Attracting customers by advertising and price reductions is almost an unconscious tactic among traditional retailers. In the world of online retailing, website owners are intensely focused on getting more people to come to their sites. Where retailers with brick and mortar stores use old-fashioned techniques, online retailers use various online marketing techniques to attract visitors to their sites. This tactic only takes a website so far. Increased traffic flow will not necessarily mean increased sales.
The website owner must go a step further by actively trying convince these visitors to become become customers. Unlike a physical store, on the Internet this in person, but it can be achieved by changing a website so that it presents better and looks more attractive or professional. Trying to find out which element on a page is the key is impossible without running some sort of test. A/B testing, also known as split testing, is a simple technique that can methodically proceed through the elements on a site and discover what visitors like and dislike about each one.
How A/B Testing Works
Split testing works like this: A single item on a page, such as an image, button or layout, is changed. This process creates two different versions of the same page, an unaltered and an altered one. The unchanged version is used as a control to measure any difference the changed version has on the visitors. The aim of a split test is to discover whether the changed version has a higher conversion rate than the unchanged version. The conversion rate measures how many visitors are converting into customers. This is a crucial measure for the website owner because a high conversion rate sustains profit levels through varying traffic amounts.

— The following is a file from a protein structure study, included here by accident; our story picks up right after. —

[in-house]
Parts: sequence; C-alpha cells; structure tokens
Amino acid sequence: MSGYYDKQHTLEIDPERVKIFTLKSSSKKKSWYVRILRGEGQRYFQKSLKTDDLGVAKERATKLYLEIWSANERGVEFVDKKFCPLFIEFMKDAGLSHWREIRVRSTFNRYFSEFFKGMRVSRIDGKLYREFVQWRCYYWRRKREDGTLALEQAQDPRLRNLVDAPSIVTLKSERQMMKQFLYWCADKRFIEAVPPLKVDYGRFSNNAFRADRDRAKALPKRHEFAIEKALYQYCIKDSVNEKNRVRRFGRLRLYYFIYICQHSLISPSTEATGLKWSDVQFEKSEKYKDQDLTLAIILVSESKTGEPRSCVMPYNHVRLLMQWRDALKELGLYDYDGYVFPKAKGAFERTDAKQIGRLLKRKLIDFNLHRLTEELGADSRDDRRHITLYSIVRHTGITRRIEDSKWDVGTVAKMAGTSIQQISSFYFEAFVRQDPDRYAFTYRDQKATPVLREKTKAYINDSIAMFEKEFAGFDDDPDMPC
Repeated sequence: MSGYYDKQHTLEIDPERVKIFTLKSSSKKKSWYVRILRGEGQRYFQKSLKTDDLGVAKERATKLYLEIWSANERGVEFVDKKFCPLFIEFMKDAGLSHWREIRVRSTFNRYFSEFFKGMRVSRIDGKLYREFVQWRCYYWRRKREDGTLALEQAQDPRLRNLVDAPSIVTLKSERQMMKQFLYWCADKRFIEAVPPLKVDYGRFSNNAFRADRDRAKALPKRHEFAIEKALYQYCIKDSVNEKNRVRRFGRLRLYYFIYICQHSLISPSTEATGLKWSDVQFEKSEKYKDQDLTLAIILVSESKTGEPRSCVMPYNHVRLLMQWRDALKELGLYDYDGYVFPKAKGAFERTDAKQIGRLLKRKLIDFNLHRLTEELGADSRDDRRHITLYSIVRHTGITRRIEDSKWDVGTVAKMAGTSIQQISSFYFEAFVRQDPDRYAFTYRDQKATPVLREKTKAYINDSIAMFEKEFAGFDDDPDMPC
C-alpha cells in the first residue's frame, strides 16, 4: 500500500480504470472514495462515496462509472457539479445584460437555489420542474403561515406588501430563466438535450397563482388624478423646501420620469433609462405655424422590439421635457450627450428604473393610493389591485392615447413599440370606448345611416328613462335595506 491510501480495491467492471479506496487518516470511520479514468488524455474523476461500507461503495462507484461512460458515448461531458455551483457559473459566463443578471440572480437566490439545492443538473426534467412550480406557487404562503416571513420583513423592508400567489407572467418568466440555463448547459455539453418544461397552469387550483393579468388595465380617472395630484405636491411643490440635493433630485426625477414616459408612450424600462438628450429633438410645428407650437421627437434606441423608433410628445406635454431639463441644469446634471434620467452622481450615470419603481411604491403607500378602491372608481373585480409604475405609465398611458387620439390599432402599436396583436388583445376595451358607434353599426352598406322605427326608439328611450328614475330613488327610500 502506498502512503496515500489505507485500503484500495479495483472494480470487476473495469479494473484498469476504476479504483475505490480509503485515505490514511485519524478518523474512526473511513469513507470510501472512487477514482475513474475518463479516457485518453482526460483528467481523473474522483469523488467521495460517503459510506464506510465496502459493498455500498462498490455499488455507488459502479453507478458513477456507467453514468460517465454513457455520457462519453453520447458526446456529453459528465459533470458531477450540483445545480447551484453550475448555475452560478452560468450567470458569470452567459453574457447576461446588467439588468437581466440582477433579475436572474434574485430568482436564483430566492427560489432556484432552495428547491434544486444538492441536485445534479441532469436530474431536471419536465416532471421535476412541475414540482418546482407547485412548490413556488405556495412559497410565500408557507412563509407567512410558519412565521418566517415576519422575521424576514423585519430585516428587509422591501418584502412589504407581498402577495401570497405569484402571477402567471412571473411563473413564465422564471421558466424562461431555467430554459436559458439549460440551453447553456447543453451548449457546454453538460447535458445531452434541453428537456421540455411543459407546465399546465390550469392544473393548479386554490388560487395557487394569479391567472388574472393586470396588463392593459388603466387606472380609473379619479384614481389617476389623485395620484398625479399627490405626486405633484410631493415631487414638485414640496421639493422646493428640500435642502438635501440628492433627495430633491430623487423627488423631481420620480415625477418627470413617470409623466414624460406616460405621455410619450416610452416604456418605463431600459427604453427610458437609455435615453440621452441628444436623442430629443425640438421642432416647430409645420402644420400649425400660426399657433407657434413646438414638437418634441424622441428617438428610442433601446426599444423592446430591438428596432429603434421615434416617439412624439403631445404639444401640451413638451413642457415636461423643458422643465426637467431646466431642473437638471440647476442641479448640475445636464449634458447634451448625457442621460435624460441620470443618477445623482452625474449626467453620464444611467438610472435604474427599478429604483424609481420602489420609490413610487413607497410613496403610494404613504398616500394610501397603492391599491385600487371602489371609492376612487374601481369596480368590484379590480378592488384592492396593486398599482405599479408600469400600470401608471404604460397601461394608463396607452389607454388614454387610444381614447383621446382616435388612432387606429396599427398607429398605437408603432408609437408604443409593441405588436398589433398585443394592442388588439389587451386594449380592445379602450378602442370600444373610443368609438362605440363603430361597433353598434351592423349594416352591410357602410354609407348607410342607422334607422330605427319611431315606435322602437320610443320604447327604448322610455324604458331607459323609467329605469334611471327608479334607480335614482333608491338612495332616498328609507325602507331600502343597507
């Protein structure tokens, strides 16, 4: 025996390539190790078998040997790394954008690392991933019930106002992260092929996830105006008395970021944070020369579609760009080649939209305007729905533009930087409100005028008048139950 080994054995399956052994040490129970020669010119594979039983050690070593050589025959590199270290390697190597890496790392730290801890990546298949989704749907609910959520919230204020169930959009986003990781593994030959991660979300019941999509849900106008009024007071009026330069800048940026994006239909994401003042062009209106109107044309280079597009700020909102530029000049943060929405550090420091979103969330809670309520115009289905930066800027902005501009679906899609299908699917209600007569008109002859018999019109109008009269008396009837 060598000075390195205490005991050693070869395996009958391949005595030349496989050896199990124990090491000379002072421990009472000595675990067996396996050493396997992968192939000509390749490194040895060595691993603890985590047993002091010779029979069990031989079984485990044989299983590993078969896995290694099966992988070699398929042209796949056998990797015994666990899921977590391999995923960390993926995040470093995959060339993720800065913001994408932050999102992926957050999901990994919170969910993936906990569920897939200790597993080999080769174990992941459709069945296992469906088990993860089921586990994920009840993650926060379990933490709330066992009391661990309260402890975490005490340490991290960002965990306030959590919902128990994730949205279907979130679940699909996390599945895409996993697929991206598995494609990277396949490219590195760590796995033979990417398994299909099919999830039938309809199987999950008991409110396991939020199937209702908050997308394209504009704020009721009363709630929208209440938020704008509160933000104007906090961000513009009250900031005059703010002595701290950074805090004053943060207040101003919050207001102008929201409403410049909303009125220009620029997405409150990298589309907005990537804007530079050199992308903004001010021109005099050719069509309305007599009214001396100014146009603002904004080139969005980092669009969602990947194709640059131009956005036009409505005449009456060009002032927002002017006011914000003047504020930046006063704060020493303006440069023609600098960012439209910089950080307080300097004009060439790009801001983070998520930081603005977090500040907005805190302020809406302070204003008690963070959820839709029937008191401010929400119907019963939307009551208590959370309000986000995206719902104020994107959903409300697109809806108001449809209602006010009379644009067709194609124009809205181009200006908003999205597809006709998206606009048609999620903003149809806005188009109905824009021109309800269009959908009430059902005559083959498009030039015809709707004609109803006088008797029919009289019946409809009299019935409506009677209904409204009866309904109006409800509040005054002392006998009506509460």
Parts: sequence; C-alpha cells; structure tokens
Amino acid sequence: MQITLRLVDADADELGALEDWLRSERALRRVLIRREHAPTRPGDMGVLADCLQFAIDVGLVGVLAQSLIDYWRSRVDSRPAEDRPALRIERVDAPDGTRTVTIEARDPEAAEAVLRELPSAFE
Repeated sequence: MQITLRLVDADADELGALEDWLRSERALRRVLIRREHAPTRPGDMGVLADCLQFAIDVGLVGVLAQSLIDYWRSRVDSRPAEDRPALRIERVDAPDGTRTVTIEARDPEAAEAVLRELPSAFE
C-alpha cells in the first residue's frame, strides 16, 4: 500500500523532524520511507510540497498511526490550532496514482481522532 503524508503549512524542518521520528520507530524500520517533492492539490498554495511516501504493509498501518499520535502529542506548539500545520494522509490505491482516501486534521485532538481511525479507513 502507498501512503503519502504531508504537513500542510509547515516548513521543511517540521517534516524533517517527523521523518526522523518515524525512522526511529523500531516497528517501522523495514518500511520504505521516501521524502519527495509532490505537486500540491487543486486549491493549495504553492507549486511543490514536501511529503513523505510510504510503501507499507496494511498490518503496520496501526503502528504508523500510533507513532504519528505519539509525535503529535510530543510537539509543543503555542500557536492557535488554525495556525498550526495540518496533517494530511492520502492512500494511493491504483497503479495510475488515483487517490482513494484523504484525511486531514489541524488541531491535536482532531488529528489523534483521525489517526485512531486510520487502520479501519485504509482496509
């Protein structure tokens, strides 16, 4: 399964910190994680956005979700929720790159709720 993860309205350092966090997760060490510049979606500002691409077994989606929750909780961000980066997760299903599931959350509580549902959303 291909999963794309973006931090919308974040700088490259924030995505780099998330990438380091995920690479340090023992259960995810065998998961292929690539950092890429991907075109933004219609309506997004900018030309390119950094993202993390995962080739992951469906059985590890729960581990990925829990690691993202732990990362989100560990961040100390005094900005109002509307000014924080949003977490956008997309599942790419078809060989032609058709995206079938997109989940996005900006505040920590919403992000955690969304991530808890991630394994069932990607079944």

Setting up the test is just as easy as running it. The only potentially problematic step is choosing and defining the goal, which will determine what components of the web pages will be tested. The goal is typically identical to the action the website owner wishes visitors to perform. For a website with a goal of convincing visitors to make purchases, the pages to be tested will include the checkout page and the product pages. Elements on these pages to include will be images, colors, footers, headers and call-to-action buttons.
Creating the test takes little effort, particularly if the website owner is using a free service like Google Website Optimizer. The only consideration to be taken into account is the kind of element to be tested. A page-wide factor like a theme or layout is better handled by redirecting visitors to an alternate page containing the changes. Conversely, a solitary item like a header or footer can be programmed to change as the page is loading. While the results are simple to understand, the changed page either has a higher conversion rate or it does not. If you want to read up further on methodology Maxymiser provider a guide to A/B testing and other types of testing.
The simplicity of split testing conceals various ways the website owner can botch this technique. A common mistake is to surprise regular visitors by showing them changed versions of pages. This problem arises when testing product pages and altering elements such as prices, pictures or other essential details. A quality A/B testing program will have a method to discriminate between new and old visitors.
Another error is for the website owner to let his personal feelings override the test results. If the test is done properly, he should expect counterintuitive data to be produced. The whole point of testing a website is to discover what visitors actually like, not to confirm what the website owner thinks he already knows. This issue may arise when dealing with colors that seem to clash with one another, such as bright green contrasting with dark red or some other combination.